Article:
Nasa launches first-of-a-kind mission to kick an asteroid off course

  • The DART lifted off at 10:21 pm Pacific Time Tuesday (0621 GMT Wednesday) aboard a SpaceX rocket from Vandenberg Space Force Base.
 The SpaceX Falcon 9 rocket with the Double Asteroid Redirection Test, or DART, spacecraft onboard at the Space Launch Complex 4E, Vandenberg Space Force Base in California.(AFP)
 The SpaceX Falcon 9 rocket with the Double Asteroid Redirection Test, or DART, spacecraft onboard at the Space Launch Complex 4E, Vandenberg Space Force Base in California.(AFP)
Published on Nov 24, 2021 01:33 PM IST
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Written by Shubhangi Gupta | Edited by Amit Chaturvedi, Hindustan Times, New Delhi

American space agency Nasa on Wednesday launched a mission to deliberately smash a spacecraft into an asteroid from California. "Asteroid Dimorphos: we're coming for you!" Nasa tweeted after the launch. 

This may sound like science fiction, but the DART (Double Asteroid Redirection Test) is a real proof-of-concept experiment, should humanity ever need to stop a giant space rock from wiping out life on Earth.

The DART lifted off at 10:21 pm Pacific Time Tuesday (0621 GMT Wednesday) aboard a SpaceX rocket from Vandenberg Space Force Base.

What's the goal of the mission?

The goal is to slightly alter the trajectory of Dimorphos, a "moonlet" around 525 feet (160 meters, or two Statues of Liberty) wide that circles a much larger asteroid called Didymos (2,500 feet in diameter). The pair orbit the Sun together.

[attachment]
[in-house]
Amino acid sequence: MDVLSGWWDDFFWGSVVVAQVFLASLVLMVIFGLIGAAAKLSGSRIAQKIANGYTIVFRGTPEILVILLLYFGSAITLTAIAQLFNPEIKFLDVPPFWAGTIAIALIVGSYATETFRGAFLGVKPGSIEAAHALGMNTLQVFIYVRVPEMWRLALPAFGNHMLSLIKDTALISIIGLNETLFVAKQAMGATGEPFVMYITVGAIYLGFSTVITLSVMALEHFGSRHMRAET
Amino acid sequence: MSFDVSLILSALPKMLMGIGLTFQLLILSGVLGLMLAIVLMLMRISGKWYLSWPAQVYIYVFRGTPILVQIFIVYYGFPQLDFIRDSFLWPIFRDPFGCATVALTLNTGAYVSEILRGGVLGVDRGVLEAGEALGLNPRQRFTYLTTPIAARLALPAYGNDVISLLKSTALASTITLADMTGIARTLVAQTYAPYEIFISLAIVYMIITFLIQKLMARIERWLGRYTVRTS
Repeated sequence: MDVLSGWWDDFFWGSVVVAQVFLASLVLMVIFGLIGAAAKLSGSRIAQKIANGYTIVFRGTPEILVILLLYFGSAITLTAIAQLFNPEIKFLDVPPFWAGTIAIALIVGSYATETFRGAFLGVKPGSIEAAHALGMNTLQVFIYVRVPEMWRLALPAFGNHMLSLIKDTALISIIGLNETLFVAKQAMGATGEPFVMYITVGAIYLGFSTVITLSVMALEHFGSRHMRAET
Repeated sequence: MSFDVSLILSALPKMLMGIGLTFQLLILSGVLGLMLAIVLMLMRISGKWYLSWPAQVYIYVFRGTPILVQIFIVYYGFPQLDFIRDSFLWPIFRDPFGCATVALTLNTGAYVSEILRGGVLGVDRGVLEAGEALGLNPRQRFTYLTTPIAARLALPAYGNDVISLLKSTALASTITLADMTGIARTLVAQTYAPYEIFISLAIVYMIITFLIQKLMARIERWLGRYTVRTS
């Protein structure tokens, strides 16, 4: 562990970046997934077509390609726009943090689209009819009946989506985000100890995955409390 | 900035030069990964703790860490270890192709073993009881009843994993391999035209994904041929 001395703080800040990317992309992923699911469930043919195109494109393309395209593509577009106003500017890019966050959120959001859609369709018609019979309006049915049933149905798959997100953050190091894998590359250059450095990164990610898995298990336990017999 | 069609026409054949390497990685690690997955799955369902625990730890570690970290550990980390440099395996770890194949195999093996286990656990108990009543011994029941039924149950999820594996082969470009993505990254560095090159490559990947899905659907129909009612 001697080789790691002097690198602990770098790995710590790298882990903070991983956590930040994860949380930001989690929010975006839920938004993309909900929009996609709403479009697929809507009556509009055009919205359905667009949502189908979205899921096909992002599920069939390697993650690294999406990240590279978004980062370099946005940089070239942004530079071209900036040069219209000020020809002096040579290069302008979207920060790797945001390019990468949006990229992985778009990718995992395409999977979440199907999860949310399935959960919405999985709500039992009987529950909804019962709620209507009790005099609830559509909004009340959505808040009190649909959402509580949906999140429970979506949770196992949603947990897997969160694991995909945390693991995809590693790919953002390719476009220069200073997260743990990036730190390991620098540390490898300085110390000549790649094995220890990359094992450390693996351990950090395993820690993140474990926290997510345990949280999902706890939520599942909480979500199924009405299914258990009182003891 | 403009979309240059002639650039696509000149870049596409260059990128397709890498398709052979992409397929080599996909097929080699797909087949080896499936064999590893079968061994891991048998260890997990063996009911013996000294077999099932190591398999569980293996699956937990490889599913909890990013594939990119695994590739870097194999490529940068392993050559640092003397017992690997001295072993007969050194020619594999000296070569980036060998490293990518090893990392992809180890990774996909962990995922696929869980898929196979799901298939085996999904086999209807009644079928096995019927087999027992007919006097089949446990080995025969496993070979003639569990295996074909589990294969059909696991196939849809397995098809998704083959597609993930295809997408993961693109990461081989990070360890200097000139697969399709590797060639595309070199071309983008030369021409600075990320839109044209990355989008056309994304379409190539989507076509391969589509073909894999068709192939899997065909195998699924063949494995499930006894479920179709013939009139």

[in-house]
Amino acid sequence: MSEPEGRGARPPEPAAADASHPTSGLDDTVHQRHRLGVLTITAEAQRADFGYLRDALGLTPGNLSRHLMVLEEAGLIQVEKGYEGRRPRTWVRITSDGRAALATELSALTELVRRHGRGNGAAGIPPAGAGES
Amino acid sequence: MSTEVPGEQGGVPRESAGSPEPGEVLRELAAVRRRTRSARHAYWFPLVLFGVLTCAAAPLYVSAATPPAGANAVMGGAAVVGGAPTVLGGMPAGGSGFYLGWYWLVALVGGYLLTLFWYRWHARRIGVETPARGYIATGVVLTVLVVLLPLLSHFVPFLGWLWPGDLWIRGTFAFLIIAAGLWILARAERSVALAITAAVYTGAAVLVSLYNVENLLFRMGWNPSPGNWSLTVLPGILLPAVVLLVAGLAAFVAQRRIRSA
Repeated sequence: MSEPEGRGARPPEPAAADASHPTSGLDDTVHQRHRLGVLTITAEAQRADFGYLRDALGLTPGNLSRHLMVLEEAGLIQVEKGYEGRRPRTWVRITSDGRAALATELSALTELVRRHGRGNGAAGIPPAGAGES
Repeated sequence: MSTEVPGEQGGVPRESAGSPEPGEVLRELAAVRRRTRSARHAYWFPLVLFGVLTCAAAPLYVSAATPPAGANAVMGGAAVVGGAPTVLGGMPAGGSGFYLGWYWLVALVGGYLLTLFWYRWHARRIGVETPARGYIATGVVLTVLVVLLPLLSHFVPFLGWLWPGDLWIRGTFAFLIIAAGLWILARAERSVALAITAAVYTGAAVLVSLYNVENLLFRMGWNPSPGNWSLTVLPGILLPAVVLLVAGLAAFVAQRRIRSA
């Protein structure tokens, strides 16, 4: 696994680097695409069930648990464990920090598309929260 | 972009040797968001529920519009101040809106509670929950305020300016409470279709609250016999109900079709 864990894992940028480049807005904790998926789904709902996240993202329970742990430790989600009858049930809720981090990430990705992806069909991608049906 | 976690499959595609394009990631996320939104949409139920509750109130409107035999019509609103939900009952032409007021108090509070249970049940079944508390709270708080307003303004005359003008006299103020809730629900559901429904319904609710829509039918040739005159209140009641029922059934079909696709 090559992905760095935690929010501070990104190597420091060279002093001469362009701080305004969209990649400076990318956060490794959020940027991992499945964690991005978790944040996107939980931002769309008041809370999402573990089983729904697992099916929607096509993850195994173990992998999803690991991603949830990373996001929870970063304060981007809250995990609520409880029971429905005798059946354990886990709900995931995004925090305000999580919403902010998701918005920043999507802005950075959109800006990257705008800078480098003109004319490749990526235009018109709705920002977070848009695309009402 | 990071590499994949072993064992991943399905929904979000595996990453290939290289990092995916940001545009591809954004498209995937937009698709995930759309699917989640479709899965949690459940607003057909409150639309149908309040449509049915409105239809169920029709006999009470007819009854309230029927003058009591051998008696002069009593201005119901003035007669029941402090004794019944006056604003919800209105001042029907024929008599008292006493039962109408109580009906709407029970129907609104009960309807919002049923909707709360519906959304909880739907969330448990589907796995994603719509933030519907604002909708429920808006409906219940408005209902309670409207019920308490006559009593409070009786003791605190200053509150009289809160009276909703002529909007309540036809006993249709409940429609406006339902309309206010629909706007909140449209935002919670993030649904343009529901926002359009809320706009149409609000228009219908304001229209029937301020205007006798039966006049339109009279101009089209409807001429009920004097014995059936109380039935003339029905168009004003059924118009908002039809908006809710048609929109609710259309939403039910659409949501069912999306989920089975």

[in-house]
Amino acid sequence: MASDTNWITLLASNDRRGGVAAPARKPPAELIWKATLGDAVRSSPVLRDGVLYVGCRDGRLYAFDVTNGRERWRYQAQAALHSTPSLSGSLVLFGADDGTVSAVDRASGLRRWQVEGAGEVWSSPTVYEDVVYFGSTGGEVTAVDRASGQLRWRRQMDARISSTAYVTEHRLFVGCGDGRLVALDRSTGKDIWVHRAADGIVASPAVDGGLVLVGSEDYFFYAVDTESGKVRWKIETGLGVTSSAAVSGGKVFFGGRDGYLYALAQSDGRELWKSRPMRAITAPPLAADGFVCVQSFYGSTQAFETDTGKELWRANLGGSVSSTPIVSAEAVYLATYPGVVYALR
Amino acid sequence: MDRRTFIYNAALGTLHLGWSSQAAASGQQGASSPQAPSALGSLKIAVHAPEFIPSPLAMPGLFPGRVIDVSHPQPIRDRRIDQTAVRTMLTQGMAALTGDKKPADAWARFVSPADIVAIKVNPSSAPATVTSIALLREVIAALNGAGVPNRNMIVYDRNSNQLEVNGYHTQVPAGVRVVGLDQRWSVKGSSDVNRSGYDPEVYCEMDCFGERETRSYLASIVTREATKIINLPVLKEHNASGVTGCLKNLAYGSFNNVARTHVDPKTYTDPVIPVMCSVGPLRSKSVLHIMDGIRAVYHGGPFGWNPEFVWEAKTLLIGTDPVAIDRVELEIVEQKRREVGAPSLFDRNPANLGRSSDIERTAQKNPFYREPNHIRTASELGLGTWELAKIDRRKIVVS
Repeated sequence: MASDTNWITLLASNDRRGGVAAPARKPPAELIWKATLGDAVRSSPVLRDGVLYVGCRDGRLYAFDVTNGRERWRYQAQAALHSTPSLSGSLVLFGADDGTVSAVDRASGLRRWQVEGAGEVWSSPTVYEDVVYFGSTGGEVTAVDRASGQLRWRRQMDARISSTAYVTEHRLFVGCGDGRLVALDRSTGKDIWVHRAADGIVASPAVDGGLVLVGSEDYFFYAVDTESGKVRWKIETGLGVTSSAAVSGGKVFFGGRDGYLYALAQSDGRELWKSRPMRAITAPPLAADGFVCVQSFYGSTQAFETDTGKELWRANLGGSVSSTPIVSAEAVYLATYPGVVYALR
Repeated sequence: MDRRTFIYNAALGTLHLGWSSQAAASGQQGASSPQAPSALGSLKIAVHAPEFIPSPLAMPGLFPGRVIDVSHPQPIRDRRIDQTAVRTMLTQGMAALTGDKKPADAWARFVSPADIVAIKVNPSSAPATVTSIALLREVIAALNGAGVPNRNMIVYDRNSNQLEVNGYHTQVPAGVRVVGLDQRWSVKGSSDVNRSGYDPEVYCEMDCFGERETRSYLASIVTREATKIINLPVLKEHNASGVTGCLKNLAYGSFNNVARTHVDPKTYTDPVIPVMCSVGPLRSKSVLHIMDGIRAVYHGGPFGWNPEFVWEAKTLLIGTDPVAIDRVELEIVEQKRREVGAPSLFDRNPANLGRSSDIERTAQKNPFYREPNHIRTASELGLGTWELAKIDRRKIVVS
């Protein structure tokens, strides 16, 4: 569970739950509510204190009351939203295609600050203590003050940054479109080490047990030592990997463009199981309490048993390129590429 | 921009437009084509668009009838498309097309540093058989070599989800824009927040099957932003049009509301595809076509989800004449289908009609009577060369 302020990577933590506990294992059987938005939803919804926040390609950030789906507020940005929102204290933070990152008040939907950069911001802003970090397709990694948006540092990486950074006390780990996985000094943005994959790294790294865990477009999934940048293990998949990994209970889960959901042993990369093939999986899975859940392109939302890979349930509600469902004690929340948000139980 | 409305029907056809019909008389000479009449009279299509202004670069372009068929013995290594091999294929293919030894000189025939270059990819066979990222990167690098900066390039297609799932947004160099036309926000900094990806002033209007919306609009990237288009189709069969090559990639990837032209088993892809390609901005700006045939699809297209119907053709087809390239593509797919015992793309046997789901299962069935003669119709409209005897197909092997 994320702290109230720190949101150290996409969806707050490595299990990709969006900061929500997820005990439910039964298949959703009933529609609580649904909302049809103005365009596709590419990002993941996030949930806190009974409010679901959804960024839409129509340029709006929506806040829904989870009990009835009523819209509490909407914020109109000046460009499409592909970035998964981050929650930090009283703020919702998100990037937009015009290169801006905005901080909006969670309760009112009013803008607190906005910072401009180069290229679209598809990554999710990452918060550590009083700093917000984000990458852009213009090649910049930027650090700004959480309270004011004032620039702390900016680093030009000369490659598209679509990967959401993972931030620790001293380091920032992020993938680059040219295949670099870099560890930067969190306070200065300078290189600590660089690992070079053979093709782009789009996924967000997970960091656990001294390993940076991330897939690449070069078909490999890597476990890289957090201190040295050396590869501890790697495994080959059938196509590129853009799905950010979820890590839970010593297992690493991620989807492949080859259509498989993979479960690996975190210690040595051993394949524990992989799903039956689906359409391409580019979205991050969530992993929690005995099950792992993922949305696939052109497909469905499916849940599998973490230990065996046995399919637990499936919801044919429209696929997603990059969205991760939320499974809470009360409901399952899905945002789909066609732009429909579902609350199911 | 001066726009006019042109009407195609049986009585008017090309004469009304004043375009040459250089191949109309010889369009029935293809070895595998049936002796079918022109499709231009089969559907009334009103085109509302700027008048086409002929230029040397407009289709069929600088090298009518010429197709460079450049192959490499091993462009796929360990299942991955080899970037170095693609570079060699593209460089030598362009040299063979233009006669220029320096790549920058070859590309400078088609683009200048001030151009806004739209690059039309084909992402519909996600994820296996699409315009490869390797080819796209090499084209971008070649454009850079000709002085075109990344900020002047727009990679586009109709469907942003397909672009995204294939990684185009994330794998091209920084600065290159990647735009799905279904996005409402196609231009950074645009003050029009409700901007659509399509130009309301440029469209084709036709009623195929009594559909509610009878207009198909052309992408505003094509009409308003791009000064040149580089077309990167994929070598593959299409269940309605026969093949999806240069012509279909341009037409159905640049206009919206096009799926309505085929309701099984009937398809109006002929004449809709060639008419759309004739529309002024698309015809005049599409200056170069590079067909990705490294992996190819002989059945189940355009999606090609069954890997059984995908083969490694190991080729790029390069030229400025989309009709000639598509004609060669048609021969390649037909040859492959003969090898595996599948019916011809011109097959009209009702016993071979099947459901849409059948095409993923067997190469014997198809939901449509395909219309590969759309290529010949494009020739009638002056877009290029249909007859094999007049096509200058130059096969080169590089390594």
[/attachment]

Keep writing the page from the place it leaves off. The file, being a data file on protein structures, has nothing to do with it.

When will the impact take place?

Impact should take place in the fall of 2022, between September 26 and October 1, according to Nasa's planetary defense coordination office. It will be the same time when the binary asteroid system will be 6.8 million miles (11 million kilometers) from Earth, the nearest they ever get, reported news agency AFP.

"What we're trying to learn is how to deflect a threat," NASA's top scientist Thomas Zuburchen said of the $330 million project, the first of its kind.

Do asteroids pose a threat?

To be clear, the asteroids in question pose no threat to our planet. But they belong to a class of bodies known as Near-Earth Objects (NEOs), which approach within 30 million miles.

NASA's Planetary Defense Coordination Office is most interested in those larger than 460 feet in size, which have the potential to level entire cities or regions with many times the energy of average nuclear bombs.

There are 10,000 known near-Earth asteroids 460 feet in size or greater, but none has a significant chance to hit in the next 100 years. One major caveat: scientists think there are still 15,000 more such objects waiting to be discovered.

Scientists say the Didymos-Dimorphos system is an "ideal natural laboratory," because Earth-based telescopes can easily measure the brightness variation of the pair and judge the time it takes the moonlet to orbit its big brother.

(With agency inputs)

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